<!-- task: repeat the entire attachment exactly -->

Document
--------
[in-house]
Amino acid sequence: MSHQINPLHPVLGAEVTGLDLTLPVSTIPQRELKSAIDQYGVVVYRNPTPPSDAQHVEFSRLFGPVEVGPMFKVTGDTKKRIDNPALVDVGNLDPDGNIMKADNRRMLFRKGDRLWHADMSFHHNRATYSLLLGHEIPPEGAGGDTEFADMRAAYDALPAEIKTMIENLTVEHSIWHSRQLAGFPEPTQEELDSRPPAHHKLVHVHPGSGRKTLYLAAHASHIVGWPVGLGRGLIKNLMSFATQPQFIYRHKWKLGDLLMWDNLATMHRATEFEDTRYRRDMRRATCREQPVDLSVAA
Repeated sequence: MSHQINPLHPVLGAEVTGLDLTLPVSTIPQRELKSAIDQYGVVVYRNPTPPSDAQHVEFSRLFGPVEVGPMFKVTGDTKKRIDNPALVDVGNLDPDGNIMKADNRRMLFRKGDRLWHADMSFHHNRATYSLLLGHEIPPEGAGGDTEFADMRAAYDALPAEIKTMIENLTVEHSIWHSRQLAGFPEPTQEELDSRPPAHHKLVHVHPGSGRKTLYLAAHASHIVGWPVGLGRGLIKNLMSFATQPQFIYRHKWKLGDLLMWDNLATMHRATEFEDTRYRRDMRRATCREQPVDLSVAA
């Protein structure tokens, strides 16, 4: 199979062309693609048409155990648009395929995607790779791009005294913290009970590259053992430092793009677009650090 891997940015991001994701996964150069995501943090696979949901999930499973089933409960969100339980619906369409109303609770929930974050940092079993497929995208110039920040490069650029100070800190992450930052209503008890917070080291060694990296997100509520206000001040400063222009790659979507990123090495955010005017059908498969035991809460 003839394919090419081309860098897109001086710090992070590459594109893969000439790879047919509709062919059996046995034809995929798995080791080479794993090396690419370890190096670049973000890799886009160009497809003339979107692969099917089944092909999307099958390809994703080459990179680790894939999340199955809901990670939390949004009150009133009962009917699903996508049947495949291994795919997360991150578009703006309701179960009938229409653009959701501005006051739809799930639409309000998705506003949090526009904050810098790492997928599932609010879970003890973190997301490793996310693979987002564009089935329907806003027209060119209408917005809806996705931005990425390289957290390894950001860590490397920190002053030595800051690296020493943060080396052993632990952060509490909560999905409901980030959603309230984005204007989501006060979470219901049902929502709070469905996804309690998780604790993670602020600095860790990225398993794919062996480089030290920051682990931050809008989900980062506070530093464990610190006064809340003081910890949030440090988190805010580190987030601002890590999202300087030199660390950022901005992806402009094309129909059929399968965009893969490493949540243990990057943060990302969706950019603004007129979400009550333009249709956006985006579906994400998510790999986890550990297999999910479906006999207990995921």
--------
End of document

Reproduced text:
[in-house]
Amino acid sequence: MSHQINPLHPVLGAEVTGLDLTLPVSTIPQRELKSAIDQYGVVVYRNPTPPSDAQHVEFSRLFGPVEVGPMFKVTGDTKKRIDNPALVDVGNLDPDGNIMKADNRRMLFRKGDRLWHADMSFHHNRATYSLLLGHEIPPEGAGGDTEFADMRAAYDALPAEIKTMIENLTVEHSIWHSRQLAGFPEPTQEELDSRPPAHHKLVHVHPGSGRKTLYLAAHASHIVGWPVGLGRGLIKNLMSFATQPQFIYRHKWKLGDLLMWDNLATMHRATEFEDTRYRRDMRRATCREQPVDLSVAA
Repeated sequence: MSHQINPLHPVLGAEVTGLDLTLPVSTIPQRELKSAIDQYGVVVYRNPTPPSDAQHVEFSRLFGPVEVGPMFKVTGDTKKRIDNPALVDVGNLDPDGNIMKADNRRMLFRKGDRLWHADMSFHHNRATYSLLLGHEIPPEGAGGDTEFADMRAAYDALPAEIKTMIENLTVEHSIWHSRQLAGFPEPTQEELDSRPPAHHKLVHVHPGSGRKTLYLAAHASHIVGWPVGLGRGLIKNLMSFATQPQFIYRHKWKLGDLLMWDNLATMHRATEFEDTRYRRDMRRATCREQPVDLSVAA
């Protein structure tokens, strides 16, 4: 199979062309693609048409155990648009395929995607790779791009005294913290009970590259053992430092793009677009650090 891997940015991001994701996964150069995501943090696979949901999930499973089933409960969100339980619906369409109303609770929930974050940092079993497929995208110039920040490069650029100070800190992450930052209503008890917070080291060694990296997100509520206000001040400063222009790659979507990123090495955010005017059908498969035991809460 003839394919090419081309860098897109001086710090992070590459594109893969000439790879047919509709062919059996046995034809995929798995080791080479794993090396690419370890190096670049973000890799886009160009497809003339979107692969099917089944092909999307099958390809994703080459990179680790894939999340199955809901990670939390949004009150009133009962009917699903996508049947495949291994795919997360991150578009703006309701179960009938229409653009959701501005006051739809799930639409309000998705506003949090526009904050810098790492997928599932609010879970003890973190997301490793996310693979987002564009089935329907806003027209060119209408917005809806996705931005990425390289957290390894950001860590490397920190002053030595800051690296020493943060080396052993632990952060509490909560999905409901980030959603309230984005204007989501006060979470219901049902929502709070469905996804309690998780604790993670602020600095860790990225398993794919062996480089030290920051682990931050809008989900980062506070530093464990610190006064809340003081910890949030440090988190805010580190987030601002890590999202300087030199660390950022901005992806402009094309129909059929399968965009893969490493949540243990990057943060990302969706950019603004007129979400009550333009249709956006985006579906994400998510790999986890550990297999999910479906006999207990995921």